• Time Zone Overlap — Do you really check that all your US-based employees are online eight hours a day? It’s good to have engineers online all the time, but it’s not really that important. Work has shifted toward a result-oriented mode; the delivery was completed — period. The rest doesn’t matter much. You may have a need for engineers to stay a bit longer on days of releases or something, but this is always discussed on the standup calls. The golden ratio is somewhere between two and four hours of work time overlap.
  • Account Management — Account execs are always in between the client and outstaffed engineers. They’re your best friend and conductor of the improvements, feedback, and reports. AEs ensure that engineers do a great job and are happy and fulfilled. A good AE will check with you to see how things are going, find out whether or not you need more talent, and signal you at any opportunity to scale the team and optimize the process.

Of course, don’t forget about intellectual property, rights to code, innovation, employee solicitation, etc. Read the contract carefully, or get one of yours (prepared by a lawyer) signed by the partner.


Even after you choose your partner and all is going as it is meant to be, the work is not over. Most of the time, the outstaffed team is self-reliant and can have minimal touchpoints with your company, but you can always upgrade the process to make it more efficient, reliable, and engaging. Remote teams can grow 10X faster, so consider this as your secret weapon.

Effective remote team management is vital, and analyzing the digital footprints that developers leave is the key to success. Let’s have a quick overview (these tips can also be implemented for in-house teams):

  • One of the basic rules is to lead your developers from the first day you hire them, starting at the inbound interview. It should consist of a well-prepared, standardized set of questions and a set of tasks to give the candidates.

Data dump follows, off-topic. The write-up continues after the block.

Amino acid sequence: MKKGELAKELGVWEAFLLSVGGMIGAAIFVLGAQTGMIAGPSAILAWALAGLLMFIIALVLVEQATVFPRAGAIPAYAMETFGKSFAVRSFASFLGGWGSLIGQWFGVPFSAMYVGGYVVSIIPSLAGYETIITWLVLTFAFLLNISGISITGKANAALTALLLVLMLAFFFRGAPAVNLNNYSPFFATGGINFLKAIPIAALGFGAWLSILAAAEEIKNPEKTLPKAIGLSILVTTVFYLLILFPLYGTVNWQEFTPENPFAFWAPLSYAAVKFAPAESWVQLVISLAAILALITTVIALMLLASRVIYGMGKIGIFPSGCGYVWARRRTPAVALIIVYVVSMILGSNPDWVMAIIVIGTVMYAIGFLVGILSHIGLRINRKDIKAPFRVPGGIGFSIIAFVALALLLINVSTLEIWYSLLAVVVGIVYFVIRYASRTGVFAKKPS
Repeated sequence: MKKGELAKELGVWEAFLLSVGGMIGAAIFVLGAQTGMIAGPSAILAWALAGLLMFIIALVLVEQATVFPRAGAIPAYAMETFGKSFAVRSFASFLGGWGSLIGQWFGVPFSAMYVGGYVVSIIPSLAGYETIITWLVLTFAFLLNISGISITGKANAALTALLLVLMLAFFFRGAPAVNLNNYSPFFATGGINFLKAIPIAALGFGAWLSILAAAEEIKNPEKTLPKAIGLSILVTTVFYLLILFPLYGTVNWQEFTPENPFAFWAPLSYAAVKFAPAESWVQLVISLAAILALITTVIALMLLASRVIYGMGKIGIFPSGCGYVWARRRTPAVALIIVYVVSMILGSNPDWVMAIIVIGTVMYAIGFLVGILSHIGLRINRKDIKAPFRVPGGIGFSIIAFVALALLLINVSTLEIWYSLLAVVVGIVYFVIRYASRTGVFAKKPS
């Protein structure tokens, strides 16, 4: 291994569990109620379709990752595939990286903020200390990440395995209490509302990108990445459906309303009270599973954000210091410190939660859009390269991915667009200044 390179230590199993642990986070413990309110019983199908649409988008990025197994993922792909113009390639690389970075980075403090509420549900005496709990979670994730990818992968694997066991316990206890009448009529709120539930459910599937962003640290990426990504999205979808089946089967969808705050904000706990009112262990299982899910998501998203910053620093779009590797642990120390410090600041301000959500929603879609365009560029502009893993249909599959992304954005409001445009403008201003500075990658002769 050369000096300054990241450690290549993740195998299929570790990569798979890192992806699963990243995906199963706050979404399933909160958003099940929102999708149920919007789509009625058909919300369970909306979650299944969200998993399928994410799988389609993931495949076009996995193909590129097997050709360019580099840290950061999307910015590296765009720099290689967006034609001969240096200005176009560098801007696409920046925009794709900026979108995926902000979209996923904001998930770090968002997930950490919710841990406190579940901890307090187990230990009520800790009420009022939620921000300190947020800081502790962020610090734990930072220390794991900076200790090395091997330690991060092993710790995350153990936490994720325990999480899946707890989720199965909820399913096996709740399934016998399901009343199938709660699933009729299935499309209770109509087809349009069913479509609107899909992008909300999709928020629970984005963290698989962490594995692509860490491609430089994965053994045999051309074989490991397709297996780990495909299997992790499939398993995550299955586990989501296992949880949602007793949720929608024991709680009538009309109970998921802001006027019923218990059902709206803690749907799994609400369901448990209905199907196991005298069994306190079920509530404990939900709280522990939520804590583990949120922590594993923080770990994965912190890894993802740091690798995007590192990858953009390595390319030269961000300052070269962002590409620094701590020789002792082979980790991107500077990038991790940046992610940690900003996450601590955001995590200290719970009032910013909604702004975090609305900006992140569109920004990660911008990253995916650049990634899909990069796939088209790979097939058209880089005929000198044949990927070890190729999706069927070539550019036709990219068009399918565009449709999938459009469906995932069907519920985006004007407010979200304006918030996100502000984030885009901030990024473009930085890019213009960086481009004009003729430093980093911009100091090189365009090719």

• It’s good to have a special person or team responsible for onboarding. They should be in communication with new hires from their very first day, answering their questions, showing them around, and sending them interesting information.
  • As your company grows, at some point, you’ll probably realize that you need to collect all the information about the company and its history in one place, so that your team members can easily find answers to common questions.
  • A developer should only be focused on a single task at any given time. This allows all participants in the project to understand exactly what each developer is doing right now, at every point in the process.
  • We usually present reports to our customers stating the hours we spent on each particular task or function. It is very important to present the report on time and ensure that it is accurate and error-free.
  • Developers don’t spend all their time writing code. They often use chats to learn important details, ask questions, and discuss issues. Their Slack activity can also answer your questions about what your developer is currently busy with.
  • Remote team culture often lacks a personal element, and holding internal, online meetups is a great practice to foster friendlier relationships among team members.
  • JIRA has one of the must-have tech tools for remote employees. It’s called “remaining estimate,” and it helps developers understand how much time they have left to solve a problem.
  • We recommend practicing early code review and writing the tests ahead of time. This allows you to send a pull request for review at the moment the main functionality is written, while the developer is still focused on the code.
  • Github is a wonderful contribution activity tool that can help you analyze your developers’ performance. We do around 90% of our projects on Github.
  • Each developer should send their work to the repository at least once a day. We developed a system that monitors the daily activity of our developers in all repositories. If the system finds that a developer has not made a commit in the last two days, it sends a Slack notification to the developer and their managers, team leads, and account managers.

These are just a few examples of what an effective remote team management system looks like. Your own research and your team are always the best resources when it comes to talking about improvements, and a professional partner can be a great additional source of quality information and talent.


“Software development outsourcing is a thing once again” and it is not shameful to outsource software development and outstaff software engineers (lots of companies have been doing it for years) for Series A startups, as this is the structure of doing business in the new reality, and it ultimately opens the way to a competitive advantage.

As companies move more and more of their business processes to the cloud, remote work is becoming much more feasible, even practical. And given the fact that many businesses are seeking to expand their diversity and inclusion practices, it just makes sense to look to outstaffing partners who can provide that new perspective and fresh talent that these initiatives seek to bring in.

Following the steps in this framework will help you get the outstaffed software engineers who are right for your company. Good luck!